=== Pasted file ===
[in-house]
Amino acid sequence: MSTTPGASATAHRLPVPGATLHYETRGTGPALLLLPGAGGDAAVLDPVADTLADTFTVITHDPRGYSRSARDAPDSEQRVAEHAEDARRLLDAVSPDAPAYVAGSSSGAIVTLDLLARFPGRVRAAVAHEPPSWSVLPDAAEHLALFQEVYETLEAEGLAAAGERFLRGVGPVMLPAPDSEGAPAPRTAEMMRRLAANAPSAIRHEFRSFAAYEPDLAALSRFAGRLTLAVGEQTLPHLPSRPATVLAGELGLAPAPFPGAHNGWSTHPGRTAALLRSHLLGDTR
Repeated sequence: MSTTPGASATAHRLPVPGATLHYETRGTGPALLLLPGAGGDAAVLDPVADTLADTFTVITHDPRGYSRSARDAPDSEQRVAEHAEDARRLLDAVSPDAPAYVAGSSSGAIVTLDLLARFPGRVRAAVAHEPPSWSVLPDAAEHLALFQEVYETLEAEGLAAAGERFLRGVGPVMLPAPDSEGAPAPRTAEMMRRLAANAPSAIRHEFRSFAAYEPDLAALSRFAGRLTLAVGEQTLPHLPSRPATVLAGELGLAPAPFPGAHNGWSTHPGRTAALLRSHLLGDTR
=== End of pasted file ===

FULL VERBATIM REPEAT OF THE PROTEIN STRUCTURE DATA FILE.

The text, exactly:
[in-house]
Amino acid sequence: MSTTPGASATAHRLPVPGATLHYETRGTGPALLLLPGAGGDAAVLDPVADTLADTFTVITHDPRGYSRSARDAPDSEQRVAEHAEDARRLLDAVSPDAPAYVAGSSSGAIVTLDLLARFPGRVRAAVAHEPPSWSVLPDAAEHLALFQEVYETLEAEGLAAAGERFLRGVGPVMLPAPDSEGAPAPRTAEMMRRLAANAPSAIRHEFRSFAAYEPDLAALSRFAGRLTLAVGEQTLPHLPSRPATVLAGELGLAPAPFPGAHNGWSTHPGRTAALLRSHLLGDTR
Repeated sequence: MSTTPGASATAHRLPVPGATLHYETRGTGPALLLLPGAGGDAAVLDPVADTLADTFTVITHDPRGYSRSARDAPDSEQRVAEHAEDARRLLDAVSPDAPAYVAGSSSGAIVTLDLLARFPGRVRAAVAHEPPSWSVLPDAAEHLALFQEVYETLEAEGLAAAGERFLRGVGPVMLPAPDSEGAPAPRTAEMMRRLAANAPSAIRHEFRSFAAYEPDLAALSRFAGRLTLAVGEQTLPHLPSRPATVLAGELGLAPAPFPGAHNGWSTHPGRTAALLRSHLLGDTR